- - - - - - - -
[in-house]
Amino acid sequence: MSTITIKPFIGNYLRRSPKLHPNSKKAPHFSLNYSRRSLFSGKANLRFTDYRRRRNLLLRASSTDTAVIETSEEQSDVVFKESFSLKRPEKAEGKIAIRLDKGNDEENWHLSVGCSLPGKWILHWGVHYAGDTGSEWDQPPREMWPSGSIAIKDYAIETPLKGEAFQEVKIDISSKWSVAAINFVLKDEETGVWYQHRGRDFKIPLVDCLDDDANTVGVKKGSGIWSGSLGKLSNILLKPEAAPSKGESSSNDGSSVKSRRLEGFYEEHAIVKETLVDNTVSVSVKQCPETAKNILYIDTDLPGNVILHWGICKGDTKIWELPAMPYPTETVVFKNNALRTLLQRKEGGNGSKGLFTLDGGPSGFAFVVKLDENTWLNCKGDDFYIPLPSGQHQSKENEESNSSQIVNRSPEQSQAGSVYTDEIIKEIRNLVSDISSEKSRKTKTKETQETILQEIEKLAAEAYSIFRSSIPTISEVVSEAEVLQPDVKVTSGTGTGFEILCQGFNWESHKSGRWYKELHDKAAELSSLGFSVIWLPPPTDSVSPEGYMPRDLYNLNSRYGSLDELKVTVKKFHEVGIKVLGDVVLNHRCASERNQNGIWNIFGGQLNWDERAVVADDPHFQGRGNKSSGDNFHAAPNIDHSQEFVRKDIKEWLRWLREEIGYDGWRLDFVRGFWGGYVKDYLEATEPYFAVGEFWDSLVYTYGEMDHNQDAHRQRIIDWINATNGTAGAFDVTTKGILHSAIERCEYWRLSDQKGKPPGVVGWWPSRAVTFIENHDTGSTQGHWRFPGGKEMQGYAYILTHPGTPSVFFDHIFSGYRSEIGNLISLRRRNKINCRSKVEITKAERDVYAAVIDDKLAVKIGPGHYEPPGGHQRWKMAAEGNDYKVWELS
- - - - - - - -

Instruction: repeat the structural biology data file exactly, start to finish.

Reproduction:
[in-house]
Amino acid sequence: MSTITIKPFIGNYLRRSPKLHPNSKKAPHFSLNYSRRSLFSGKANLRFTDYRRRRNLLLRASSTDTAVIETSEEQSDVVFKESFSLKRPEKAEGKIAIRLDKGNDEENWHLSVGCSLPGKWILHWGVHYAGDTGSEWDQPPREMWPSGSIAIKDYAIETPLKGEAFQEVKIDISSKWSVAAINFVLKDEETGVWYQHRGRDFKIPLVDCLDDDANTVGVKKGSGIWSGSLGKLSNILLKPEAAPSKGESSSNDGSSVKSRRLEGFYEEHAIVKETLVDNTVSVSVKQCPETAKNILYIDTDLPGNVILHWGICKGDTKIWELPAMPYPTETVVFKNNALRTLLQRKEGGNGSKGLFTLDGGPSGFAFVVKLDENTWLNCKGDDFYIPLPSGQHQSKENEESNSSQIVNRSPEQSQAGSVYTDEIIKEIRNLVSDISSEKSRKTKTKETQETILQEIEKLAAEAYSIFRSSIPTISEVVSEAEVLQPDVKVTSGTGTGFEILCQGFNWESHKSGRWYKELHDKAAELSSLGFSVIWLPPPTDSVSPEGYMPRDLYNLNSRYGSLDELKVTVKKFHEVGIKVLGDVVLNHRCASERNQNGIWNIFGGQLNWDERAVVADDPHFQGRGNKSSGDNFHAAPNIDHSQEFVRKDIKEWLRWLREEIGYDGWRLDFVRGFWGGYVKDYLEATEPYFAVGEFWDSLVYTYGEMDHNQDAHRQRIIDWINATNGTAGAFDVTTKGILHSAIERCEYWRLSDQKGKPPGVVGWWPSRAVTFIENHDTGSTQGHWRFPGGKEMQGYAYILTHPGTPSVFFDHIFSGYRSEIGNLISLRRRNKINCRSKVEITKAERDVYAAVIDDKLAVKIGPGHYEPPGGHQRWKMAAEGNDYKVWELS